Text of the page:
Nuclear Energy

What Nuclear Energy is:

Nuclear energy is the energy that is produced when one atom splits into two. This process is known as fission, and occurs naturally in radioactive elements.

How electricity is made from Nuclear Energy:

While fission happens naturally, the process is slow and unpredictable. In order to use nuclear energy to make electricity, we want more control over the process. We induce fission by shooting neutrons at Uranium-235 (U-235). When the nucleus of U-235 absorbs the neutron it becomes unstable and splits, releasing huge amounts heat.

A nuclear reactor contains rods of U-235, control rods, and a fluid. Neutrons are shot at the rods. If they hit a U-235 rod, induced fission occurs.  If they it a control rod, they don’t release energy.  Changing the number of control rods in the reactor controls the temperature of the reactor. If the reactor is too hot, more control rods are put in to reduce fission. The fluid collects the heat from fission and transfers it to water. The water flows through a pipe and turns a turbine to produce electricity.

nuclear power plant
Image source:

There’s a lot more great information about how nuclear power plants work here.

How much of our current electricity is produced by Nuclear Energy:

There are about 100 nuclear energy plants in the U.S., which produce about 20% of our electricity.

Potential energy supply:

The US has about 4% of the worlds known uranium, which is over 220,000 short tons. The U.S. has uranium mines in Utah, Texas, Nebraska, and Wyoming. 1 pound of enriched U-235 will produce as much energy as about 1 million gallons of gasoline.

At the current rate of nuclear energy production, there is enough uranium in the world to last 230 years (if the estimates of accessible uranium are correct). However, new technologies are being developed to produce energy more efficiently. They could extend the energy supply for 30,000 years!

The big challenge with nuclear energy supply is building nuclear power plants. It takes 5-7 years to build each plant.

Materials and how we get them:

The uranium used in a nuclear reactor needs to be mined and then enriched so that at least 3% of it is U-235. To enrich uranium, it is reacted with fluorine gas and then put into a centrifuge to pull out the heavier U-235.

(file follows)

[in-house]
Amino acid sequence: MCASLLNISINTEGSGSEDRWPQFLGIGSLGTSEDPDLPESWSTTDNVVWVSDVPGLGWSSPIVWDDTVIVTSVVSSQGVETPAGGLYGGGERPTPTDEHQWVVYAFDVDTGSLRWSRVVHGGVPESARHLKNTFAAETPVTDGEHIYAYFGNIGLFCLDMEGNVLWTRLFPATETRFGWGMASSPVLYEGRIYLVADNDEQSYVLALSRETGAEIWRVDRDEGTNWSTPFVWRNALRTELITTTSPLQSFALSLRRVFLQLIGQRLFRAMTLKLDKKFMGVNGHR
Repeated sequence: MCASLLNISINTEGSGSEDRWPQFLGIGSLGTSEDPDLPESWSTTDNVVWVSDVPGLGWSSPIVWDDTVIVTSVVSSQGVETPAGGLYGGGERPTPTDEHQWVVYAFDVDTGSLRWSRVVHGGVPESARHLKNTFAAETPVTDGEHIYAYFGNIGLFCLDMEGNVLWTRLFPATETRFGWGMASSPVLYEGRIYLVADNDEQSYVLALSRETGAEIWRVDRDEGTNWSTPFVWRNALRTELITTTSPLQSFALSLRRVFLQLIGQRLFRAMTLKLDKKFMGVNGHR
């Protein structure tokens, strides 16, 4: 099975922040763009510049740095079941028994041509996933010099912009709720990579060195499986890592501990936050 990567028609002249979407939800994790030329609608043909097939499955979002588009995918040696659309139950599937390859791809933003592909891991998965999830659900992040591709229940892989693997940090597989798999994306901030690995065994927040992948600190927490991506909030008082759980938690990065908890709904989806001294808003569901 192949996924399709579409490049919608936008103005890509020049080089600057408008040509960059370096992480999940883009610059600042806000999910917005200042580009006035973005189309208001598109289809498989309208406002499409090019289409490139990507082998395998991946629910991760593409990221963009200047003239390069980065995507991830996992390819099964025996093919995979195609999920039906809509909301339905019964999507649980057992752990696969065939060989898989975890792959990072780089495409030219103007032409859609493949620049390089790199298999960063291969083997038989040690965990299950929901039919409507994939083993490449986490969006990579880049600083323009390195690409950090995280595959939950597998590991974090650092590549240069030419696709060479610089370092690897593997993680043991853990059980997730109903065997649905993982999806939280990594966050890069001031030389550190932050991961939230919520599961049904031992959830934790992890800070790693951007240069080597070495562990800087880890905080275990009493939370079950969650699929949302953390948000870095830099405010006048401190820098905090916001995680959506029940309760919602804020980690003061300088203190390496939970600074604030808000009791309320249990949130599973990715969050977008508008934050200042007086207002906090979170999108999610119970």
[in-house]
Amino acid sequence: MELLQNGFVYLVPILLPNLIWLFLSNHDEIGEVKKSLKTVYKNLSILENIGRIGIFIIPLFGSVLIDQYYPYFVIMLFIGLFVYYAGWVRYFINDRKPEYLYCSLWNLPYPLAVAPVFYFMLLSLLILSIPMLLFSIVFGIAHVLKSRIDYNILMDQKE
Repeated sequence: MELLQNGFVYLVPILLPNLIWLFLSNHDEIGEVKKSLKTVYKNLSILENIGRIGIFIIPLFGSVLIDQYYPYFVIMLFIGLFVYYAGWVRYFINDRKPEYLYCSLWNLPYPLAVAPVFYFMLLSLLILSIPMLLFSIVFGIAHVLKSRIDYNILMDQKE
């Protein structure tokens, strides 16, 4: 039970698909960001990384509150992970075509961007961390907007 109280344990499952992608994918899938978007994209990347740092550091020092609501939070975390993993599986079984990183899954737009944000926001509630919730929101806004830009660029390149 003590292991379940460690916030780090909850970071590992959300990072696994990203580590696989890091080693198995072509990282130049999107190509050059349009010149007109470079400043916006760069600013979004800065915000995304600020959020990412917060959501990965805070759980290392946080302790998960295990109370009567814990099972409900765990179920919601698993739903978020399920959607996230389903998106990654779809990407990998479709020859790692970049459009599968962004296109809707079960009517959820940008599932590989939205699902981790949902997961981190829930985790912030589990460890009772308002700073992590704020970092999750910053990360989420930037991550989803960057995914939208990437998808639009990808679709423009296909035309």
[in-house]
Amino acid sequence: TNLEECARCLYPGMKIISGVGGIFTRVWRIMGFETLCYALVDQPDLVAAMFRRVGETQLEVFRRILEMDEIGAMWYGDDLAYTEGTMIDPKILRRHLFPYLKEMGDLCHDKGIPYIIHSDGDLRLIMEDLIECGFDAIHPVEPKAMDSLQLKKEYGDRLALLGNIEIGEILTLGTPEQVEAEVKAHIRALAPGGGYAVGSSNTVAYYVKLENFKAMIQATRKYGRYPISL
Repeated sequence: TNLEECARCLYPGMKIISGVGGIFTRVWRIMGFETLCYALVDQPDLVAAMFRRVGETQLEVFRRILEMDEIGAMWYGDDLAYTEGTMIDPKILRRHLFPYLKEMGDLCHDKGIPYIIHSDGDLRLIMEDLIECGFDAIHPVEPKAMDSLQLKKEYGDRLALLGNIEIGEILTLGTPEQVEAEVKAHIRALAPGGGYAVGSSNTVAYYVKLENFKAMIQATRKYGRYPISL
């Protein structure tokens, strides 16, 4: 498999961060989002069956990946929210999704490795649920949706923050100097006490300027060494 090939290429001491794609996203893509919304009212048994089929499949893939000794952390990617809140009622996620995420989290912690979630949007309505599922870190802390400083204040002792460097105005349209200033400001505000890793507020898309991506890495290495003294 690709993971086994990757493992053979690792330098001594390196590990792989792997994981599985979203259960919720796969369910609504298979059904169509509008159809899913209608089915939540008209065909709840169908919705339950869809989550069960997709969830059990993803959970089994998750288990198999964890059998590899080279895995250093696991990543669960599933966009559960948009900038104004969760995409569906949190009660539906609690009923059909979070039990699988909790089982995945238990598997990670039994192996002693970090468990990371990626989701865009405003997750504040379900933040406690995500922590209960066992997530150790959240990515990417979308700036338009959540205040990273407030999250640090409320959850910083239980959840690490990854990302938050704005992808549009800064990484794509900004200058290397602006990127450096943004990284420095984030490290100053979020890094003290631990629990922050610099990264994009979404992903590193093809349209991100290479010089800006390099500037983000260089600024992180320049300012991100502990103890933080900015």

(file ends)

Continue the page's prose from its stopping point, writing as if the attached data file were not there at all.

Another material concern is concrete. Building a safe nuclear power plant uses 400,000 cubic yards of concrete. Concrete production releases huge amounts of CO2. This means that nuclear power plants are not a carbon neutral source of energy.

Waste produced and how we deal with it:

The waste from nuclear energy is obviously of great concern. Radioactive material will eventually decay into safe material. The concern is the length of time it takes to become safe, and how we contain it until it then.

Radioactive waste is separated into two categories, high-level radioactive waste and low-level radioactive waste. Low-level waste includes radiated things that were in contact with the U-235.  These materials need to be stored -for hundreds of years. The used fuel is high-level waste and needs to be stored for tens of thousands of years.

A typical nuclear power plant produces 22 short tons of radioactive waste per year. This waste cools for years, and then is mixed with glass and put into a large concrete containment tower in order to continue cooling.


Nuclear plants are quite expensive compared to coal, typically costing $5-6 billion dollars. The production of nuclear energy costs slightly less than $0.03 per kWh, making it cheaper than coal.


Mining, enriching, and transporting the uranium needed for nuclear energy is messy. Plus, it is important to prevent radiation contact during these steps.

Containment is the biggest challenge with nuclear energy.  The reactor is surrounded by a concrete liner which serves as a radiation shield. The concrete is then contained in a steel vessel to prevent radioactive leaks. Finally, there is an outer concrete building which is designed to be strong enough to withstand earthquakes or impacts (like that of an crashing jet).  (The nuclear power plant in Chernobyl lacked this outer concrete building.)

Cooling is also a big challenge with nuclear energy. U-235 produces so much heat when it splits, that even spontaneous decomposition can cause a melt-down (literally, the container it is in melts). So there needs to be constant cooling of the reactor and waste containers. This was the issue with the Fukushima plant. The nuclear reactor shut down when the earthquake struck, but the tsunami knocked out the generators that were cooling the reactor.

All of these factors are to prevent contact with radiation. Radiation poisoning causes illness and death for living things. Nuclear power plants generally do an excellent job of managing the risks and containing the waste. With high-level waste taking tens of thousands of years to decay, there is no way for us to know if our current containment measures are enough to keep living things safe. To ensure safety, we must build structurally sound plants with plenty of back-ups for cooling systems and constantly maintain, monitor and guard the containment of materials.

For an introduction on sources of electricity, look here.
For an explanation of how we make electricity, look here
Clean Coal
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